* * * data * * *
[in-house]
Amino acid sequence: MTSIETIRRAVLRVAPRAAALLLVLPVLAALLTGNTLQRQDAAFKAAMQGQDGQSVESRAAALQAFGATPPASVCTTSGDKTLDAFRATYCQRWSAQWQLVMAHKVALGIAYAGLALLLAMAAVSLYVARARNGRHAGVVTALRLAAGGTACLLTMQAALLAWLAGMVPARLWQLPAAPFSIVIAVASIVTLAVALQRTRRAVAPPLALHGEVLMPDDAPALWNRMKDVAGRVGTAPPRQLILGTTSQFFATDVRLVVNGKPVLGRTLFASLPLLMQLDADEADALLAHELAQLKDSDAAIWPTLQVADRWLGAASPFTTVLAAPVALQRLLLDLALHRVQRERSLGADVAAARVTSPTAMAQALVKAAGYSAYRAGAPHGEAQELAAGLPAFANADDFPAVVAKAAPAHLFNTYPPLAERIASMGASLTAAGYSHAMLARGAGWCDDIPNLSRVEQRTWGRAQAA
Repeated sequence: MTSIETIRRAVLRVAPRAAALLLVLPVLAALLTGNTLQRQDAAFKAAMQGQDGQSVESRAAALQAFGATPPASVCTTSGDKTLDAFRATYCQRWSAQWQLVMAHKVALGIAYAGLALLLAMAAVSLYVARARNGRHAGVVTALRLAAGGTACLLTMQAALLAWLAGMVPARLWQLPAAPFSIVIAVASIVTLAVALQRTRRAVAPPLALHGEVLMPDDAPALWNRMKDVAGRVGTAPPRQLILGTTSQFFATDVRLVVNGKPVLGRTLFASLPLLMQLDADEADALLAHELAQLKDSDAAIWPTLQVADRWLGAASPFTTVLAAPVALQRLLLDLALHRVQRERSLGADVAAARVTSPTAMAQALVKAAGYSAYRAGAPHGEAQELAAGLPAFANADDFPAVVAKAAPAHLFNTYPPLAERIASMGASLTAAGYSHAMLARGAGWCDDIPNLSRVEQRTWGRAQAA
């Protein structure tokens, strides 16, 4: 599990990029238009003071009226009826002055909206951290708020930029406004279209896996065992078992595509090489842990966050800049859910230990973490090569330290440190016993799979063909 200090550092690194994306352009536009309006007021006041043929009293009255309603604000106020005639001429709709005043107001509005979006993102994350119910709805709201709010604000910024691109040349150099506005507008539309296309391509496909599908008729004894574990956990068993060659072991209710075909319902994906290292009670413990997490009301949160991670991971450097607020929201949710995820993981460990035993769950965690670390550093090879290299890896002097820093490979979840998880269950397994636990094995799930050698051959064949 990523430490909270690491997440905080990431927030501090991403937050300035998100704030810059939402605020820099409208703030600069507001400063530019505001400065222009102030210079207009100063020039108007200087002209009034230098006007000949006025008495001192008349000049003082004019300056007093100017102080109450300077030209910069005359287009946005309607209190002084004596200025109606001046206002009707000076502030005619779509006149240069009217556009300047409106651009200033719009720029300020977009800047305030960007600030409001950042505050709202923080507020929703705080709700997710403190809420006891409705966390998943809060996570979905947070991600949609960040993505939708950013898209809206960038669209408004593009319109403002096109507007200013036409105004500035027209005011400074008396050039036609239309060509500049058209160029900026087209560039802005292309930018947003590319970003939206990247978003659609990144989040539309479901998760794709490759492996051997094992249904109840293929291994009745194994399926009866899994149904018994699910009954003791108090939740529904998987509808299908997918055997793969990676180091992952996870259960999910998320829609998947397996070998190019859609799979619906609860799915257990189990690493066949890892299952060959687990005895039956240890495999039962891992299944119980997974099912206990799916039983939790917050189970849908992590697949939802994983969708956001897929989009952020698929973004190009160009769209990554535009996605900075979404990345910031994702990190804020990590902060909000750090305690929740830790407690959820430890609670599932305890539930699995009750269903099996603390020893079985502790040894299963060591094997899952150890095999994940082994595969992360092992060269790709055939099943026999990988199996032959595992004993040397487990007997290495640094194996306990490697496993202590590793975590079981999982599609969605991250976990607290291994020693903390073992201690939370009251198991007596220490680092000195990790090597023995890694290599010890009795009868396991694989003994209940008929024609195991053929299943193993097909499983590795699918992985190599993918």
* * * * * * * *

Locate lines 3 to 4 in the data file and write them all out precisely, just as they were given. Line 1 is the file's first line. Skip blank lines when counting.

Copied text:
Repeated sequence: MTSIETIRRAVLRVAPRAAALLLVLPVLAALLTGNTLQRQDAAFKAAMQGQDGQSVESRAAALQAFGATPPASVCTTSGDKTLDAFRATYCQRWSAQWQLVMAHKVALGIAYAGLALLLAMAAVSLYVARARNGRHAGVVTALRLAAGGTACLLTMQAALLAWLAGMVPARLWQLPAAPFSIVIAVASIVTLAVALQRTRRAVAPPLALHGEVLMPDDAPALWNRMKDVAGRVGTAPPRQLILGTTSQFFATDVRLVVNGKPVLGRTLFASLPLLMQLDADEADALLAHELAQLKDSDAAIWPTLQVADRWLGAASPFTTVLAAPVALQRLLLDLALHRVQRERSLGADVAAARVTSPTAMAQALVKAAGYSAYRAGAPHGEAQELAAGLPAFANADDFPAVVAKAAPAHLFNTYPPLAERIASMGASLTAAGYSHAMLARGAGWCDDIPNLSRVEQRTWGRAQAA
């Protein structure tokens, strides 16, 4: 599990990029238009003071009226009826002055909206951290708020930029406004279209896996065992078992595509090489842990966050800049859910230990973490090569330290440190016993799979063909 200090550092690194994306352009536009309006007021006041043929009293009255309603604000106020005639001429709709005043107001509005979006993102994350119910709805709201709010604000910024691109040349150099506005507008539309296309391509496909599908008729004894574990956990068993060659072991209710075909319902994906290292009670413990997490009301949160991670991971450097607020929201949710995820993981460990035993769950965690670390550093090879290299890896002097820093490979979840998880269950397994636990094995799930050698051959064949 990523430490909270690491997440905080990431927030501090991403937050300035998100704030810059939402605020820099409208703030600069507001400063530019505001400065222009102030210079207009100063020039108007200087002209009034230098006007000949006025008495001192008349000049003082004019300056007093100017102080109450300077030209910069005359287009946005309607209190002084004596200025109606001046206002009707000076502030005619779509006149240069009217556009300047409106651009200033719009720029300020977009800047305030960007600030409001950042505050709202923080507020929703705080709700997710403190809420006891409705966390998943809060996570979905947070991600949609960040993505939708950013898209809206960038669209408004593009319109403002096109507007200013036409105004500035027209005011400074008396050039036609239309060509500049058209160029900026087209560039802005292309930018947003590319970003939206990247978003659609990144989040539309479901998760794709490759492996051997094992249904109840293929291994009745194994399926009866899994149904018994699910009954003791108090939740529904998987509808299908997918055997793969990676180091992952996870259960999910998320829609998947397996070998190019859609799979619906609860799915257990189990690493066949890892299952060959687990005895039956240890495999039962891992299944119980997974099912206990799916039983939790917050189970849908992590697949939802994983969708956001897929989009952020698929973004190009160009769209990554535009996605900075979404990345910031994702990190804020990590902060909000750090305690929740830790407690959820430890609670599932305890539930699995009750269903099996603390020893079985502790040894299963060591094997899952150890095999994940082994595969992360092992060269790709055939099943026999990988199996032959595992004993040397487990007997290495640094194996306990490697496993202590590793975590079981999982599609969605991250976990607290291994020693903390073992201690939370009251198991007596220490680092000195990790090597023995890694290599010890009795009868396991694989003994209940008929024609195991053929299943193993097909499983590795699918992985190599993918």